Book: Fangirl by Rainbow Rowell
Publisher: St. Martin’s Press 2013
Genre: YA, Romance
Source + Date Read: Nicole’s copy + Finished August 2014
Recommend: For all you introverts at heart or someone who roots for a geeky underdog!
Book Pro’s: AMAZING. ALL AMAZING.
Book Con’s: Things wrap up a bit too neatly for our protagonist? I envy her coping mechanisms?
The first time I even heard about this was at YALC! There were stupid long lines for Rainbow Rowell and everyone, I mean, everyone, seemed to be reading one of her books. I was chilling with my homies in the book section (shout out to Hannah, Rinn, Tatum, & Amber) and there were fields of mint green and peachy red everywhere. Everyone was reading Fangirl. Or rereading Fangirl. Something, but it had to do with Fangirl! As such,in my usual state, I immediately became overly suspicious of it and unwilling to read it. However, my good friend Nicole sought to rectify that and graciously mailed me a copy. Whilst writing my thesis, I decided that I’d read a few chapters on a break, and man, do I regret that! I got no work done for the rest of the day. I just devoured the book! Devoured.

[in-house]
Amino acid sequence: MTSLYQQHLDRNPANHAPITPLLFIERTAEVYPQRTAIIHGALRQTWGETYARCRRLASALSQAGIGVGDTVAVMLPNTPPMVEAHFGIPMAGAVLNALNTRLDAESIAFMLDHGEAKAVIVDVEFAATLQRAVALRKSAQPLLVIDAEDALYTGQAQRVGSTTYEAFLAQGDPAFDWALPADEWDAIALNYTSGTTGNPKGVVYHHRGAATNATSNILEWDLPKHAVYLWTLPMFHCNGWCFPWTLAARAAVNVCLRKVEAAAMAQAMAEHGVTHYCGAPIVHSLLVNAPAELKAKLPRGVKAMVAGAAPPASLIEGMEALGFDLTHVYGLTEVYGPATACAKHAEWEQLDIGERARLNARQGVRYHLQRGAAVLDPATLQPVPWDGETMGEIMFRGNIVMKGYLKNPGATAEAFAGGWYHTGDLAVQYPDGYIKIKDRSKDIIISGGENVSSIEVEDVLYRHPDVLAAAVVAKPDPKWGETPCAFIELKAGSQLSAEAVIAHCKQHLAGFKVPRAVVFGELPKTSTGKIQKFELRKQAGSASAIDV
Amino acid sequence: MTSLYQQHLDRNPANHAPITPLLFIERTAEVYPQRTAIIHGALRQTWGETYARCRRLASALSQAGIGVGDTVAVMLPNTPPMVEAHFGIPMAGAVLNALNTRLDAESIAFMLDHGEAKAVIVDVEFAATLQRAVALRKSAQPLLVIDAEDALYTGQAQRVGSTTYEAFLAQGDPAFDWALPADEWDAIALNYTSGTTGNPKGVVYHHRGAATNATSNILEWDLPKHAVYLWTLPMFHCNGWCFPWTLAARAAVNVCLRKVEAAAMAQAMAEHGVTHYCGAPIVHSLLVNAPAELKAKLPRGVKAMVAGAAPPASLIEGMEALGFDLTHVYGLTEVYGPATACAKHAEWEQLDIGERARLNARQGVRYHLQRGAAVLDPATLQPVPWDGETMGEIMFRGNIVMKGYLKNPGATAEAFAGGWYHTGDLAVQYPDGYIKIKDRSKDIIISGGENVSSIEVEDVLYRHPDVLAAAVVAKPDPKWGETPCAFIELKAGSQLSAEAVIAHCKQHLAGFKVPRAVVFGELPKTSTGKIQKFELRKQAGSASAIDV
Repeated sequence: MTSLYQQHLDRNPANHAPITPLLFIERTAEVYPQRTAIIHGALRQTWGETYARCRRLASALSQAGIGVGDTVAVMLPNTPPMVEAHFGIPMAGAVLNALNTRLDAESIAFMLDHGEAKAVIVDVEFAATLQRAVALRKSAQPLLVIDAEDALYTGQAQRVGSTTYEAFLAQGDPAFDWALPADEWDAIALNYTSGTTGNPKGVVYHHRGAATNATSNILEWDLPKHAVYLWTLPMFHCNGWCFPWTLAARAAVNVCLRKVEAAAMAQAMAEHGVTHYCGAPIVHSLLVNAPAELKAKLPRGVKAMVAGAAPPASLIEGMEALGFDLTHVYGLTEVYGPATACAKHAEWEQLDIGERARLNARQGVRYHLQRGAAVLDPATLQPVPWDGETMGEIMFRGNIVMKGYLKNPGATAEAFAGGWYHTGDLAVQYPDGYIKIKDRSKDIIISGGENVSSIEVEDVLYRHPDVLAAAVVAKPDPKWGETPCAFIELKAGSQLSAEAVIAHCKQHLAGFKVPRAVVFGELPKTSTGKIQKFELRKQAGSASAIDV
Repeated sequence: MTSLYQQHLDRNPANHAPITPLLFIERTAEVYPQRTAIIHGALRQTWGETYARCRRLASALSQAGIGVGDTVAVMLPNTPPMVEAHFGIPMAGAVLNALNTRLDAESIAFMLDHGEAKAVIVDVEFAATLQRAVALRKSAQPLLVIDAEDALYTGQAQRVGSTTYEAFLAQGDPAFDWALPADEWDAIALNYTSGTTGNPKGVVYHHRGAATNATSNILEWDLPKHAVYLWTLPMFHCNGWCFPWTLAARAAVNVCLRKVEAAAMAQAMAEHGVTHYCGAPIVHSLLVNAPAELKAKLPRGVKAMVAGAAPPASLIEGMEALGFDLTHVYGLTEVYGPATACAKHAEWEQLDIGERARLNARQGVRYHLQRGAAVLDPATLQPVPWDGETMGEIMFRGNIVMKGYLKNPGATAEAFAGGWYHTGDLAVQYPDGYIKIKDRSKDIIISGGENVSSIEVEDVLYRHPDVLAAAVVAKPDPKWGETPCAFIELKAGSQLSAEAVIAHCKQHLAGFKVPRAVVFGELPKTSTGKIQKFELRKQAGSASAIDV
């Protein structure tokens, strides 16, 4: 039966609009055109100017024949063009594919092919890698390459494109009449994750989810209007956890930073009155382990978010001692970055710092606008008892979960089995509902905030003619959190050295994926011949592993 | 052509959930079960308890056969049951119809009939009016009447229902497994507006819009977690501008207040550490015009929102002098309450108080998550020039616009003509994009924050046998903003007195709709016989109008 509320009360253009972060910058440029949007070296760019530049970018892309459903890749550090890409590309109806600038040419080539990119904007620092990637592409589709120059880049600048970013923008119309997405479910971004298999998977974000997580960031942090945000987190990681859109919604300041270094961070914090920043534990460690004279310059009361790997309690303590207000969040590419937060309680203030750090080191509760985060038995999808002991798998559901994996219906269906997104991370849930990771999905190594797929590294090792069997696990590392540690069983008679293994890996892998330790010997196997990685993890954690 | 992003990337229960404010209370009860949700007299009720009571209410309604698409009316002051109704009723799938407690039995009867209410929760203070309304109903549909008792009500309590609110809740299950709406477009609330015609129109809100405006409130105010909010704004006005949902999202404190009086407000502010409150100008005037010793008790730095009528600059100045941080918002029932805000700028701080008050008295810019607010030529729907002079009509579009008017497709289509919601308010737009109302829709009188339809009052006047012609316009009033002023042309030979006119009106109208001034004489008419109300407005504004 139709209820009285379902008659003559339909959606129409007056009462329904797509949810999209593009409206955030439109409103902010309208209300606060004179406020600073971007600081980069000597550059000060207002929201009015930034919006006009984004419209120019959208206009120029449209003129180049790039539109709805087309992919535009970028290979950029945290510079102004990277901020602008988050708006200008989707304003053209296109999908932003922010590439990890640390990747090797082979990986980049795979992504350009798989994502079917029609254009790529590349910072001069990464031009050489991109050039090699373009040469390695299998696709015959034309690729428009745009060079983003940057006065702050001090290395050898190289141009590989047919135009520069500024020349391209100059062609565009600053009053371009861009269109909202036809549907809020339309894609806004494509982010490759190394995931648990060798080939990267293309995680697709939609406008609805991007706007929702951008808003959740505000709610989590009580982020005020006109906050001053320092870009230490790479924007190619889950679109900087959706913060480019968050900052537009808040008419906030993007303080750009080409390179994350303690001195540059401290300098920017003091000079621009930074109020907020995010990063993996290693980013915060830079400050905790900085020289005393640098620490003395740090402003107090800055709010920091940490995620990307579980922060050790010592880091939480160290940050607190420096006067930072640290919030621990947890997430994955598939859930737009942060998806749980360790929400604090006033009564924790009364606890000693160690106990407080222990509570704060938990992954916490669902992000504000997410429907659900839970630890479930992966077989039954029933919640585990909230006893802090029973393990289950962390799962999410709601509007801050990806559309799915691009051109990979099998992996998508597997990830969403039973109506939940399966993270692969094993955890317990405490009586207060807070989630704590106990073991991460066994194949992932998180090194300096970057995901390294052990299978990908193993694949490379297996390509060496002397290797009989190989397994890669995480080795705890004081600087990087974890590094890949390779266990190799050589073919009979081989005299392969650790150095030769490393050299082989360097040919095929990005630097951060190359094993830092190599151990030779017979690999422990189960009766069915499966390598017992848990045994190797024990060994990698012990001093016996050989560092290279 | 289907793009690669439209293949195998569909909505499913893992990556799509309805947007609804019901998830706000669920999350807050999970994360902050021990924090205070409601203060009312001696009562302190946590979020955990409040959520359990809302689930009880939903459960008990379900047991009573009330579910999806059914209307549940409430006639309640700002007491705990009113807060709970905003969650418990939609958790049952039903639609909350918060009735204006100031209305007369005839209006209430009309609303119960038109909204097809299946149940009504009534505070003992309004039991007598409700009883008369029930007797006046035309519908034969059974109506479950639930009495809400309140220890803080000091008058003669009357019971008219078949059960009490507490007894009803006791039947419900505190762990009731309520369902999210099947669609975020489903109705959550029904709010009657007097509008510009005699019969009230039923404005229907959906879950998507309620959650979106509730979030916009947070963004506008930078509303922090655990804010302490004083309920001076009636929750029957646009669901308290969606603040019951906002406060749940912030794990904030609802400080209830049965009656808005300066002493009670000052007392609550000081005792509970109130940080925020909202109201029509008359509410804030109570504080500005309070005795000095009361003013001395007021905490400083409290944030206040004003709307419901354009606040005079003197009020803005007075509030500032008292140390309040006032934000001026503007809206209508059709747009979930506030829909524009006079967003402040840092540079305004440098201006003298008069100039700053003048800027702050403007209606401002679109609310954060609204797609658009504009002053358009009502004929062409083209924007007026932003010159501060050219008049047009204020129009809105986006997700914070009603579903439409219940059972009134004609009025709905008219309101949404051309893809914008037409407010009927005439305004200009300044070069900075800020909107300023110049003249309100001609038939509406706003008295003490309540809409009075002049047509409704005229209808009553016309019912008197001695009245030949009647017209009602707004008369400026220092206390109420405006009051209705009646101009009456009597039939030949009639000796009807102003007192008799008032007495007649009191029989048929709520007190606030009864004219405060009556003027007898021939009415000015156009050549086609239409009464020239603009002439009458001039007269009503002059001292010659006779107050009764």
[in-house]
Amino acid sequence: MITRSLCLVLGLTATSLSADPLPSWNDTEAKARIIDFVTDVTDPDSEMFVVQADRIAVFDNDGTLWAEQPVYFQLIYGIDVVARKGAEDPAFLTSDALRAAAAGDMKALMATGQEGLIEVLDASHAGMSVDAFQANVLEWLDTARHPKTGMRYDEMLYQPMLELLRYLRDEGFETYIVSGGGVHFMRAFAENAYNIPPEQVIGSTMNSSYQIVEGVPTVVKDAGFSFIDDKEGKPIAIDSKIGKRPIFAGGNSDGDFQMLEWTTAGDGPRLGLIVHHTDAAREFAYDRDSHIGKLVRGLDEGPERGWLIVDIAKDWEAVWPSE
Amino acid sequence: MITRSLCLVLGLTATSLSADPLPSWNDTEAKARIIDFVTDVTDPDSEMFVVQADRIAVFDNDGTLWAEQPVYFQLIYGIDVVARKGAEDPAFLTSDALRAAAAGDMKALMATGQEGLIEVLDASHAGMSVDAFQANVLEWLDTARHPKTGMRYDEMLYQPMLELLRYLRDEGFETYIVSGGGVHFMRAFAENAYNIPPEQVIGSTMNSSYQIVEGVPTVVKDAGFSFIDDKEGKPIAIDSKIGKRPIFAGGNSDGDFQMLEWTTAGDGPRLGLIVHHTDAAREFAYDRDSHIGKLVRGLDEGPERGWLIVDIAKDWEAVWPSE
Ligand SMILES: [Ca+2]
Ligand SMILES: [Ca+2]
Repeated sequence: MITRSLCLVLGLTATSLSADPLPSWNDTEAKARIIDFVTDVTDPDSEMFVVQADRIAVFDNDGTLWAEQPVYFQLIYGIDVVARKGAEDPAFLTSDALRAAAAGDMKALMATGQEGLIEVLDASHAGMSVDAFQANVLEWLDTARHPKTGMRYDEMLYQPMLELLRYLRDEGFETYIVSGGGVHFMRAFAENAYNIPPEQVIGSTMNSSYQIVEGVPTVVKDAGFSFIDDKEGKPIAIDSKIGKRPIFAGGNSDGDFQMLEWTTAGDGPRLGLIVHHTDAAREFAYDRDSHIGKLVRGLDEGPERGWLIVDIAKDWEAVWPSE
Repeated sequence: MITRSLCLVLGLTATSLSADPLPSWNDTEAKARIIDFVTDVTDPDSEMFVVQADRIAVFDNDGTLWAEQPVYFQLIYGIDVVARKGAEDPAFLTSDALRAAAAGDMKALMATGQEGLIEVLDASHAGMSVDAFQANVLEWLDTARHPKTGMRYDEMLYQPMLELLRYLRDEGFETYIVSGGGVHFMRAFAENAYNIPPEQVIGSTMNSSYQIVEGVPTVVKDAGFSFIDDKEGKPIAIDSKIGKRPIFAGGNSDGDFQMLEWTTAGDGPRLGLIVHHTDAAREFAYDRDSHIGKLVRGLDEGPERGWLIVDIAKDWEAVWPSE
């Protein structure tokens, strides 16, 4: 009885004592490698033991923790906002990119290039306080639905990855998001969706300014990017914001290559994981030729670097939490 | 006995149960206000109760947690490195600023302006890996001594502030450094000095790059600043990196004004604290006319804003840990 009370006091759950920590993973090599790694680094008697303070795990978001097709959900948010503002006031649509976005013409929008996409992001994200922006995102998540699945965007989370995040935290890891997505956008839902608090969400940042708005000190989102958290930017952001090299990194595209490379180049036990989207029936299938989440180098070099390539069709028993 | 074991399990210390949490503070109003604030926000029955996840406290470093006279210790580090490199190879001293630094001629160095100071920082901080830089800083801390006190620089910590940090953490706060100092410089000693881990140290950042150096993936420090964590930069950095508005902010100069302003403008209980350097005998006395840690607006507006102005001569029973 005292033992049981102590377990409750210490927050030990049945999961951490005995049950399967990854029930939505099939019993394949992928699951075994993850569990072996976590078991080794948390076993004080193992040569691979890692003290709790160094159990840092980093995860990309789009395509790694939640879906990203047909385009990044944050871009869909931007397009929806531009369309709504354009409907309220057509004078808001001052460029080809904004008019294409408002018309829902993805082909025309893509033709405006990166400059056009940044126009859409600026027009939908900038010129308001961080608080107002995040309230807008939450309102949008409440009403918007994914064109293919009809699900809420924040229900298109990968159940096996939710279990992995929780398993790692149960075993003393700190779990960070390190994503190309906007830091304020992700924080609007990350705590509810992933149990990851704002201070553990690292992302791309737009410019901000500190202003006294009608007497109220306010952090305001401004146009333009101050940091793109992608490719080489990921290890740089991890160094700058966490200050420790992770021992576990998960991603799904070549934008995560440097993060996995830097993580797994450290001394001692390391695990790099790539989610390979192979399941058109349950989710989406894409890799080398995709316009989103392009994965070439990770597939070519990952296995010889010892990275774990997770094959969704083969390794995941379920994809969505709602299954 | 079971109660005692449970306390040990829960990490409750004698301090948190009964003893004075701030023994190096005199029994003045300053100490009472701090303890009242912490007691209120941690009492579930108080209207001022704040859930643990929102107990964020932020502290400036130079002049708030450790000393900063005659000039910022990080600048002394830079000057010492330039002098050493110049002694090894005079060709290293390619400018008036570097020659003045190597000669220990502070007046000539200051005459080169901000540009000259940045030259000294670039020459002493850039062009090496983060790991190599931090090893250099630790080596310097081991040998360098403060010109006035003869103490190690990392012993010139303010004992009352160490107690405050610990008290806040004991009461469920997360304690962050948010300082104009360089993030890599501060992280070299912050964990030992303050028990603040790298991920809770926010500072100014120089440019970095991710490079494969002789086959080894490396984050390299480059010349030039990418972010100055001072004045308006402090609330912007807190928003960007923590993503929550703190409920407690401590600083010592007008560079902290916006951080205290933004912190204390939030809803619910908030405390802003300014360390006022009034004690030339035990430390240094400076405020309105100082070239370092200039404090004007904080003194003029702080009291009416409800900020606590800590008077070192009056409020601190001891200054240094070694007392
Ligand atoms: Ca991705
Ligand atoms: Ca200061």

On to my official review. Fangirl is an amazingly well written story that tells teh coming of age of a girl a lot like many of us on the blogosphere. The protagonist is a bit on the extreme end of social anxiety but yet she her nuanced portrayal leaves readers relating to some aspect of her personality. She has a tough life, but she manages to hand it without too many meltdowns. She is in a sense, broken but somehow able to hold the glued pieces together. When things start to crack, obviously there is tension between the protagonist and the supporting characters but each manages to find some sort of solace or glue to keep them all together. I cried when reading this because I could relate to the protagonist and her brokenness, but unlike her, I hadn’t yet figured out how to stop the glue from cracking more.
Furthermore (can you tell that I’m still in thesis writing mode, where does this word come from!? Furthermore, pah), I do think that Rowell writes about life well: her portrayal of mental illness is fascinating. Mental illness runs in my family and to see it sort of done in a matter of fact way, without the hijinks or crazy drama was nice. In all, the novel is well written and decently paced. I do have a confession though: I skipped all the Simon Snow POV chapters… I couldn’t have been bothered because I was so desperate to find out what our protagonist would do next. In rereading this book, I will read the Simon Snow POV. I liked this book so much, I purchased my copy and I am notorious for reading first (through a library or a friend) and then purchasing.
Oh and I LOVE the cover.